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Say hello to the 'nourishing nineties,' a time when thought for food is 'healthy.' (News from the United Kingdom)

Say Hello to the `Nourishing Nineties,' A Time When Thought for Food is `Healthy'

Well here we are in the '90s at last. The last time the decade came around - and I was not present - it was described in the U.K. as the "Naughty Nineties." One wonders what adjective will be ascribed in 10 years' time.

As the 1990s begin, the word "green" must be the bookmakers' favorite as certainly this environmental movement is still only at the "veneer" stage. Yet somehow it is likely that there will be major political, economic and social changes of some dramatic nature that we cannot even think of now. And although - through the continual advance of amazing rapid communication systems - the planet is getting smaller, the changes ahead are apt to be varied on the continents and sub-continents. No part of the world is likely to escape some form of political upheaval over a period of a decade. The extraordinary developments in the East European "bloc" during a matter of months illustrates that nothing is impossible. We might even see peace break out in the Middle East or Northern Ireland, or perhaps witness major changes in South America, Africa, India or China.

Economics will remain in the headlines in the United States, Japan and especially Western Europe as the EEC struggles towards centralization of its monetary systems and a free market after 1992. Social (or lifestyle) changes will be taking place all around the globe, even in some of the well established lands such as the U.S.A., Australasia and some parts of Europe. Maybe in those quarters the "Materialistic Eighties" will give way to a more altruistic era where the quality of life at last becomes the dominant factor.

It will be the changes of lifestyle that will most concern manufacturers and distributors of food products both in the developed and, increasingly, in the under-developed parts of the world. One of the main causes of dissatisfaction within Eastern Europe is indeed a shortage of staples and the complete absence of "luxury" foods. Similarly, in other corners of the planet it is absolute poverty coupled with food shortages that should be the greatest problem for the politicians and economists.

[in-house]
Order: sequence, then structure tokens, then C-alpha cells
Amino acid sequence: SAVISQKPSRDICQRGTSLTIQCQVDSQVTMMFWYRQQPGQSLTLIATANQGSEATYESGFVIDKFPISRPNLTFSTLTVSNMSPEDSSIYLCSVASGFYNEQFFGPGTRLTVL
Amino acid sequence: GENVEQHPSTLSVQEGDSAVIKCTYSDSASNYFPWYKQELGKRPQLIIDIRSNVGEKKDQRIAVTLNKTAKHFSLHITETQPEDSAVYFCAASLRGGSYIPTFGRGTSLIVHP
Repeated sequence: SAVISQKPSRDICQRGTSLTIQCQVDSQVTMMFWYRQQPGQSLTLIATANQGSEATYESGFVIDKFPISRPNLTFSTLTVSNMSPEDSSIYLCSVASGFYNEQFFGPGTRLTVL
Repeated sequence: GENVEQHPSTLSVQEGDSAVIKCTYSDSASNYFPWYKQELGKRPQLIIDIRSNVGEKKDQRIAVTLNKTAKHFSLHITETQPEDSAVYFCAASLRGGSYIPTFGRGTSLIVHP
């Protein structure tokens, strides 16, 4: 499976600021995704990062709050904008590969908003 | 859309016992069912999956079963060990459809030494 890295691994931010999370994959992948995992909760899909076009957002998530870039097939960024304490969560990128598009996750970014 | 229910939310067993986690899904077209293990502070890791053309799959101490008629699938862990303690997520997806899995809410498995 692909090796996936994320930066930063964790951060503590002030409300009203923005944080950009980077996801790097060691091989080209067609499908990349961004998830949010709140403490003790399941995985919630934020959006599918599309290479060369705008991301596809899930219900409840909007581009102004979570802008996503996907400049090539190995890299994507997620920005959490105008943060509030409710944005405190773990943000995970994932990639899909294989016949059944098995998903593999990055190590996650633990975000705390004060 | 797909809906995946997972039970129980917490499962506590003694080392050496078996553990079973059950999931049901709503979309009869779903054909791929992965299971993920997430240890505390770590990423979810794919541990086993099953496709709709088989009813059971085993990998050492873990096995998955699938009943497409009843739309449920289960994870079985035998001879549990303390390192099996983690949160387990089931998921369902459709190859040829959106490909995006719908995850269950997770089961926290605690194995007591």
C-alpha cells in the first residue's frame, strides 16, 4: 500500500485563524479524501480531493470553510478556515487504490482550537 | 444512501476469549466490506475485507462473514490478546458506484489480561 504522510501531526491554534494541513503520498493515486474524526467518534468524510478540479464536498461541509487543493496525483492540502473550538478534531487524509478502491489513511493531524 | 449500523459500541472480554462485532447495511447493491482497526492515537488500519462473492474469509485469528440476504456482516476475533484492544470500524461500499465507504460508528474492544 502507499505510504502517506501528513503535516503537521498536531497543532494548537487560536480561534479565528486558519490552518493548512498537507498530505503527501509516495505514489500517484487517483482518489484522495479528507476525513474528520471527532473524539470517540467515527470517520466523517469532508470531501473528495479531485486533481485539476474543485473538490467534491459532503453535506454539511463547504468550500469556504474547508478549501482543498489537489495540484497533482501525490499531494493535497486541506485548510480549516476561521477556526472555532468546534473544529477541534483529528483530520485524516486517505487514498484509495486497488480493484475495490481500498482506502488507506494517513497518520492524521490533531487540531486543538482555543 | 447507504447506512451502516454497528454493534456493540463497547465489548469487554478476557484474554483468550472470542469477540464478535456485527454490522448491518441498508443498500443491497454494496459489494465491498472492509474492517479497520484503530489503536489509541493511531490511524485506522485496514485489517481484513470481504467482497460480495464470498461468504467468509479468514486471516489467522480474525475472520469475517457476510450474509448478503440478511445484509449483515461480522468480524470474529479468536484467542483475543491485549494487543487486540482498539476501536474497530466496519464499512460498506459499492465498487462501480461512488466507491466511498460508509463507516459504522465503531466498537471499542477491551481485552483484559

So "nourishing" might be the descriptive word used to sum up the '90s ten years hence. And the food industry will continue to have to play a vital role as provider, while remaining a major employer of labor because not all production will be taken over by "robots."

One of the developing industries in this decade will be worldwide tourism, which will provide more opportunities for the entrepreneurial food distributor. But there will be a far greater need to recognize and supply what the increasingly more affluent and more discernible consumers really want.

Much of the power in marketing comes from listening and learning, and to succeed in highly competitive national and international markets, organizations must attentively receive the feedback from the people and react accordingly - and profitably! It certainly is not simply a matter of replicating what is successfully being done at home in markets overseas. Just printing different language on the packages won't get the job done.

This underscores the important need for some companies to considerably improve their packaging imagery and their customer guidance. In addition to the well established tin, frozen and, sometimes, refrigerated segments, there is the developing ambient long-life sector. And maybe during the '90s the irradiated food option will become acceptable, as well as legal. Customers need to know just what they are buying, how long the product is going to remain in good condition and under what storage circumstances, and finally, how best to cook it without benefit of a degree in home economics.